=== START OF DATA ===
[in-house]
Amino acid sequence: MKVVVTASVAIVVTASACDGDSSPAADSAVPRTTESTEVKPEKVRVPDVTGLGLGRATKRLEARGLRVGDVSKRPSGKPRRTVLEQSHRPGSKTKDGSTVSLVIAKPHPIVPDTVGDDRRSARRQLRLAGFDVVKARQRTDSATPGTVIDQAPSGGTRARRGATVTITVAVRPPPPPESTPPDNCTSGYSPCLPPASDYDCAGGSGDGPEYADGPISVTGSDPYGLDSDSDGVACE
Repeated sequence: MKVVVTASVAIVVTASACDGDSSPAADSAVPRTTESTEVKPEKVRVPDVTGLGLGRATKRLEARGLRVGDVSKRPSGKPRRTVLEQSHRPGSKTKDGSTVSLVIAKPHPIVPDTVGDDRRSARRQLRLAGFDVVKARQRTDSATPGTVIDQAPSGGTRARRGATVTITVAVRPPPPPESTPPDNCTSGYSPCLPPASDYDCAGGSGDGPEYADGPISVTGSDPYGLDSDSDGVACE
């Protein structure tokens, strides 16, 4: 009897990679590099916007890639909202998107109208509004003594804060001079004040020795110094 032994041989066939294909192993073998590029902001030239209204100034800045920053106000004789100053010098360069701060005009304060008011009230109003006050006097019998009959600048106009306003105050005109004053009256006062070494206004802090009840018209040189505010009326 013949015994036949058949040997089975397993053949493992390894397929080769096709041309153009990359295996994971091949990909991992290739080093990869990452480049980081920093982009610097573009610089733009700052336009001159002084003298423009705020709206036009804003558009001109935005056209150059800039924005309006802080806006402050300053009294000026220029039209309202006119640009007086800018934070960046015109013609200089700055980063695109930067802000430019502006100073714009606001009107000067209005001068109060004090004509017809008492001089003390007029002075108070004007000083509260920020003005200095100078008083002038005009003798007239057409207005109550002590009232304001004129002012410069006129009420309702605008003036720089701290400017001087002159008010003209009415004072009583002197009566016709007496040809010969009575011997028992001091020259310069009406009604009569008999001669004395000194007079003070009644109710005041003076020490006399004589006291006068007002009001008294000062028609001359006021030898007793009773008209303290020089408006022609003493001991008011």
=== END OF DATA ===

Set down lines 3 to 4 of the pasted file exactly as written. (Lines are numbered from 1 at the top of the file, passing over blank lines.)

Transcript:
Repeated sequence: MKVVVTASVAIVVTASACDGDSSPAADSAVPRTTESTEVKPEKVRVPDVTGLGLGRATKRLEARGLRVGDVSKRPSGKPRRTVLEQSHRPGSKTKDGSTVSLVIAKPHPIVPDTVGDDRRSARRQLRLAGFDVVKARQRTDSATPGTVIDQAPSGGTRARRGATVTITVAVRPPPPPESTPPDNCTSGYSPCLPPASDYDCAGGSGDGPEYADGPISVTGSDPYGLDSDSDGVACE
């Protein structure tokens, strides 16, 4: 009897990679590099916007890639909202998107109208509004003594804060001079004040020795110094 032994041989066939294909192993073998590029902001030239209204100034800045920053106000004789100053010098360069701060005009304060008011009230109003006050006097019998009959600048106009306003105050005109004053009256006062070494206004802090009840018209040189505010009326 013949015994036949058949040997089975397993053949493992390894397929080769096709041309153009990359295996994971091949990909991992290739080093990869990452480049980081920093982009610097573009610089733009700052336009001159002084003298423009705020709206036009804003558009001109935005056209150059800039924005309006802080806006402050300053009294000026220029039209309202006119640009007086800018934070960046015109013609200089700055980063695109930067802000430019502006100073714009606001009107000067209005001068109060004090004509017809008492001089003390007029002075108070004007000083509260920020003005200095100078008083002038005009003798007239057409207005109550002590009232304001004129002012410069006129009420309702605008003036720089701290400017001087002159008010003209009415004072009583002197009566016709007496040809010969009575011997028992001091020259310069009406009604009569008999001669004395000194007079003070009644109710005041003076020490006399004589006291006068007002009001008294000062028609001359006021030898007793009773008209303290020089408006022609003493001991008011």